Trump has spent much of his first year in office so enraged by the federal investigation into Russian meddling in last year’s election that lawmakers who work with him tried to avoid the issue entirely and his friends worried that Trump might rashly fire the special counsel. But in recent weeks, Trump has privately seemed less frustrated about the investigation, according to multiple sources who have spoken with the President.

There’s no indication from special counsel Robert Mueller or his team that the probe is in its final stages. A tipping point in the showdown could come as soon as this week when Trump’s private lawyers and Mueller meet, sources familiar with the matter told CNN. Trump’s team is hoping to get a clearer sense of Mueller’s next steps in the investigation, an assessment that could either pacify Trump or inflame him. [Continue reading…]

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Trump and allies are trying to destroy Mueller

Julian Zelizer writes: Special Counsel Robert Mueller’s investigation has come under fierce political attack. President Donald Trump and his allies are systematically attempting to destroy the legitimacy of the investigation in the eyes of the public. And without a strong congressional investigative counterpart, Mueller finds himself increasingly isolated and alone.

While the White House issued a recent statement that it has no intention of firing Mueller, that is almost beside the point. In what should now be considered the classic Trumpian playbook, the President has moved aggressively to raise doubts about the credibility of his opponent. Ironically, he and his allies are attempting to crush an investigation into whether his campaign colluded with the Russians by insinuating that the Hillary Clinton campaign may, in fact, be at fault for such behavior.

The President’s attacks should not be taken lightly. As Brian Stelter has argued on CNN, Trump and the conservative media have perfected echo chamber politics, whereby the multiple charges about the investigation — that FBI agents were out to systematically bring down this presidency, that the agency is damaged by rampant conflict of interest problems, that Mueller is illegally obtaining information about the transition — have moved to the forefront of the national conversation regardless of the veracity or relevance of any of these claims.

Peter Carr, a Mueller spokesman, made a statement soon after the allegation emerged: “When we have obtained emails in the course of our ongoing criminal investigation, we have secured either the account owner’s consent or appropriate criminal process.”

The stories bleed into the rest of the media as well. On Sunday morning, a Washington Post headline read, “Mueller unlawfully obtained emails, Trump transition team claims,” which was likely music to the President’s ears. An allegation by the Trump for America legal team had quickly made its way into the headlines.

Indeed, it is telling of how effective Trump can be that Mueller’s decision to fire an FBI agent for his email conversations about the campaign was somehow turned into a black mark against him, rather than a sign of how cautiously the process has been handled. [Continue reading…]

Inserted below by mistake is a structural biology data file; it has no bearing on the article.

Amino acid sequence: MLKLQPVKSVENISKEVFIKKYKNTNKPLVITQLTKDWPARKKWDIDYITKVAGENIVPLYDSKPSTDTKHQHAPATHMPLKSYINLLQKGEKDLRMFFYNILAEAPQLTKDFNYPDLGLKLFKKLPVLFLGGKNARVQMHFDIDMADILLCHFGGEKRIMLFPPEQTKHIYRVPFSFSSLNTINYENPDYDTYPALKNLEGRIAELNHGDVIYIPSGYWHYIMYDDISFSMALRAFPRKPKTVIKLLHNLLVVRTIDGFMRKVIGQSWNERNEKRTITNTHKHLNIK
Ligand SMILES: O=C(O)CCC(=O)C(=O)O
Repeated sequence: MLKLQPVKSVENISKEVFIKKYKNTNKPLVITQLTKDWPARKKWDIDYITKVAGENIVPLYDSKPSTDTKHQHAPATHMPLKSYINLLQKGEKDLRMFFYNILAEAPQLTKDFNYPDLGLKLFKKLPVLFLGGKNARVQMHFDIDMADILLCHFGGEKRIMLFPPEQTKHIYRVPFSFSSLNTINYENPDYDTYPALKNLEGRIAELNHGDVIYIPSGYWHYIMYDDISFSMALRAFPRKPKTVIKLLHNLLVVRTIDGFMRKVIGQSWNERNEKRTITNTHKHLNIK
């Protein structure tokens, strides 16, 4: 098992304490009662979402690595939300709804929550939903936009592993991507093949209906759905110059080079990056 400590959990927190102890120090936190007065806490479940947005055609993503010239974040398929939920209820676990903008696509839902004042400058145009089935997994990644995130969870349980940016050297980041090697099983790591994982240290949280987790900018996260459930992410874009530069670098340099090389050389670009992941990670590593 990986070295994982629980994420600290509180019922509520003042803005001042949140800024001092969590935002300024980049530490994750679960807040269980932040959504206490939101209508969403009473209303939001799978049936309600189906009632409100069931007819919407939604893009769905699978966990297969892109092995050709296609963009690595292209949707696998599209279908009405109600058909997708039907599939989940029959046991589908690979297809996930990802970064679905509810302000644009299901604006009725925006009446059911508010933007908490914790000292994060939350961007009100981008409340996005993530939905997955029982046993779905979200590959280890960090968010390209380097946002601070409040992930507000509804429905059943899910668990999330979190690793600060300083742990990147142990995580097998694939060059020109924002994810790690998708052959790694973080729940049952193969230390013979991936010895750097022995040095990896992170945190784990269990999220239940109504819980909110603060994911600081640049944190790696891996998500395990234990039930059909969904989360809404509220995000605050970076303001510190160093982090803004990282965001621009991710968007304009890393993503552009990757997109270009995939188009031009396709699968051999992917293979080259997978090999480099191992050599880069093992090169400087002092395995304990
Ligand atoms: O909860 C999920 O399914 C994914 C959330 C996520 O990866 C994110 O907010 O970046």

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Key officials push back against Trump campaign’s claim that a federal office illegally turned over emails to special counsel

BuzzFeed reports: A lawyer for the Trump transition team on Saturday accused a federal agency of illegally and unconstitutionally turning over thousands of emails to the Special Counsel’s Office.

Specifically, the General Services Administration (GSA) turned over emails written during the transition — the period between Election Day 2016 and Inauguration Day 2017 — and the Trump campaign is claiming in a letter that the decision to do so violated the law.

Officials with both the Special Counsel’s Office and GSA, however, pushed back against the Trump campaign lawyer’s claims in the hours after the letter was issued. [Continue reading…]

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Trump allies say Mueller unlawfully obtained thousands of emails

Reuters reports: An organization established for U.S. President Donald Trump’s transition to the White House a year ago said on Saturday that the special counsel investigating allegations of Russian meddling in the 2016 election had obtained tens of thousands of emails unlawfully.

Kory Langhofer, counsel to the transition team known as Trump for America, Inc., wrote a letter to congressional committees to say Special Counsel Robert Mueller’s team had improperly received the emails from the General Services Administration, a government agency.

Career staff members at the agency “unlawfully produced TFA’s private materials, including privileged communications, to the Special Counsel’s Office,” according to the letter, a copy of which was seen by Reuters. It said the materials included “tens of thousands of emails.”

Trump’s transition team used facilities of the GSA, which helps manage the U.S. government bureaucracy, in the period between the Republican’s November presidential election victory and his inauguration in January.

The Trump team’s accusation adds to the growing friction between the president’s supporters and Mueller’s office as it investigates whether Russia interfered in the election and if Trump or anyone on his team colluded with Moscow.

Asked for comment, White House spokeswoman Sarah Sanders said: “We continue to cooperate fully with the special counsel and expect this process to wrap up soon.”

The GSA and officials at the special counsel’s office did not immediately respond to a request for comment.

Democrats say there is a wide-ranging effort by the president’s allies on Capitol Hill and in some media outlets to discredit Mueller’s investigation. [Continue reading…]